Thursday, May 10, 2007

Video: Agile Testing

Here is another great video. This time, the topic is Agile Testing. I met the speaker, Elisabeth Hendrickson, a few months ago at Agile Open Northwest here in Portland. She led a couple of sessions, and they were some of the best attended and interesting ones of the bunch. This lady has ENERGY and a PASSION (BIG CAPS HERE) about testing. Before meeting her, I didn't know somebody could care so much about testing software. This video is from December 2006, but is still very relevant. If you are transitioning to Agile and have been used to having a separate testing group, this video is for you. If you are still struggling with how testing should be done on an Agile project, you will get something of value. Elisabeth does a great job helping understand the shift that needs to take place to do testing differently within the context of Agile. Here is the video:


Rick Palmer said...

Skip, when you get a chance, will you please summarize a few of the key points for us readers who don't have an hour to spare? Or were there any points in particular that you feel are critical to understand? :-)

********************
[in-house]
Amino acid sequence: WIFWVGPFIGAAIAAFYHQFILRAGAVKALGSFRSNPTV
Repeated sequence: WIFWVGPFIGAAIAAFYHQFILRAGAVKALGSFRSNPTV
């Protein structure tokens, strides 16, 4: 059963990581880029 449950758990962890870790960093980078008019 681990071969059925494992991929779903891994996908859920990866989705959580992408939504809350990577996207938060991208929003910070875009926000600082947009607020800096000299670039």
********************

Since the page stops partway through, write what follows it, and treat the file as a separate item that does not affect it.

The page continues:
Skip Angel said...

Sure I will, but I still encourage everyone to watch the video.

In summary, traditional testing was done too late in the process. Testing teams didn't understand the software changes very well, documentation that was produced was outdated, the amount of testing was overwhelming and the cost to fix anything broken was too great. Worst of all, by the time testing was underway the project was usually behind schedule and there was great pressure to get things done. Therefore, some defects were "logged" into repositories to deal with later and some defects weren't even discovered given limited time for testing.

In the Agile world, a different mentality needs to take place. Testing should be done early, often and not wait until the end. The entire team is responsible for testing the product, not just a separate testing group. Tests needs to accomodate change, so automation is key. Best of all, tests need to become the documentation of the system defining what "done" means, verifying business rules and requirements, and driving design of the product through practices such as Test Driven Development.

Rick Palmer said...

I completely agree that the earlier the better. In fact, at my new gig we started talking about testing after only a week of coding. I had put together a basic reporting framework for Jasper Reports, checked in the code, and sent a link to QA for a preview. The QA lead discovered an issue right off the bat that I had not even considered at all, and it shaped the direction of the project immediately.

I could have gone on for weeks or longer under a wrong assumption, but having QA eyes on my work early on ensured that I stayed on the right track.